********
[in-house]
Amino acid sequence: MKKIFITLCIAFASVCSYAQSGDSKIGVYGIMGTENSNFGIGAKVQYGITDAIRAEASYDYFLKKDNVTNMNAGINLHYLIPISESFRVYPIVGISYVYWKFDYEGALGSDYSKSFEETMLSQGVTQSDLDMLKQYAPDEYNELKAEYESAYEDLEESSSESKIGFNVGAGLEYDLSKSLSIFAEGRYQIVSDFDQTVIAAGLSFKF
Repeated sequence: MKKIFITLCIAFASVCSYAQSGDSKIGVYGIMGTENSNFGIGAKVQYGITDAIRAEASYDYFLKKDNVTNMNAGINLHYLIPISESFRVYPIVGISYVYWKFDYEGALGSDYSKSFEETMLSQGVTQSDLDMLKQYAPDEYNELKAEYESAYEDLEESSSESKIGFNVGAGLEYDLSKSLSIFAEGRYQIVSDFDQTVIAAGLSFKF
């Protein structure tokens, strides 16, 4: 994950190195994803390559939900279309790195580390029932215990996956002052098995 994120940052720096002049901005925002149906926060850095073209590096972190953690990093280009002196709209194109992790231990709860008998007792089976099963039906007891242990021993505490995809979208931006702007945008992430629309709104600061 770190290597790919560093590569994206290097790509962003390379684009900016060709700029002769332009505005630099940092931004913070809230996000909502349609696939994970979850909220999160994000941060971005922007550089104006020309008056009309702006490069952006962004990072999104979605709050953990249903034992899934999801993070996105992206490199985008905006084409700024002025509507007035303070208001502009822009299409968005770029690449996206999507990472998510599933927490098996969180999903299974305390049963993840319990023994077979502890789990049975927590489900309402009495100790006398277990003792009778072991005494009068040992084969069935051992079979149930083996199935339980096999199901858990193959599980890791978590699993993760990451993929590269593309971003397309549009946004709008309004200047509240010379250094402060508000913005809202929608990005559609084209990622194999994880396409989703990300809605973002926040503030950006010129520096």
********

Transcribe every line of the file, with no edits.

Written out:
[in-house]
Amino acid sequence: MKKIFITLCIAFASVCSYAQSGDSKIGVYGIMGTENSNFGIGAKVQYGITDAIRAEASYDYFLKKDNVTNMNAGINLHYLIPISESFRVYPIVGISYVYWKFDYEGALGSDYSKSFEETMLSQGVTQSDLDMLKQYAPDEYNELKAEYESAYEDLEESSSESKIGFNVGAGLEYDLSKSLSIFAEGRYQIVSDFDQTVIAAGLSFKF
Repeated sequence: MKKIFITLCIAFASVCSYAQSGDSKIGVYGIMGTENSNFGIGAKVQYGITDAIRAEASYDYFLKKDNVTNMNAGINLHYLIPISESFRVYPIVGISYVYWKFDYEGALGSDYSKSFEETMLSQGVTQSDLDMLKQYAPDEYNELKAEYESAYEDLEESSSESKIGFNVGAGLEYDLSKSLSIFAEGRYQIVSDFDQTVIAAGLSFKF
């Protein structure tokens, strides 16, 4: 994950190195994803390559939900279309790195580390029932215990996956002052098995 994120940052720096002049901005925002149906926060850095073209590096972190953690990093280009002196709209194109992790231990709860008998007792089976099963039906007891242990021993505490995809979208931006702007945008992430629309709104600061 770190290597790919560093590569994206290097790509962003390379684009900016060709700029002769332009505005630099940092931004913070809230996000909502349609696939994970979850909220999160994000941060971005922007550089104006020309008056009309702006490069952006962004990072999104979605709050953990249903034992899934999801993070996105992206490199985008905006084409700024002025509507007035303070208001502009822009299409968005770029690449996206999507990472998510599933927490098996969180999903299974305390049963993840319990023994077979502890789990049975927590489900309402009495100790006398277990003792009778072991005494009068040992084969069935051992079979149930083996199935339980096999199901858990193959599980890791978590699993993760990451993929590269593309971003397309549009946004709008309004200047509240010379250094402060508000913005809202929608990005559609084209990622194999994880396409989703990300809605973002926040503030950006010129520096």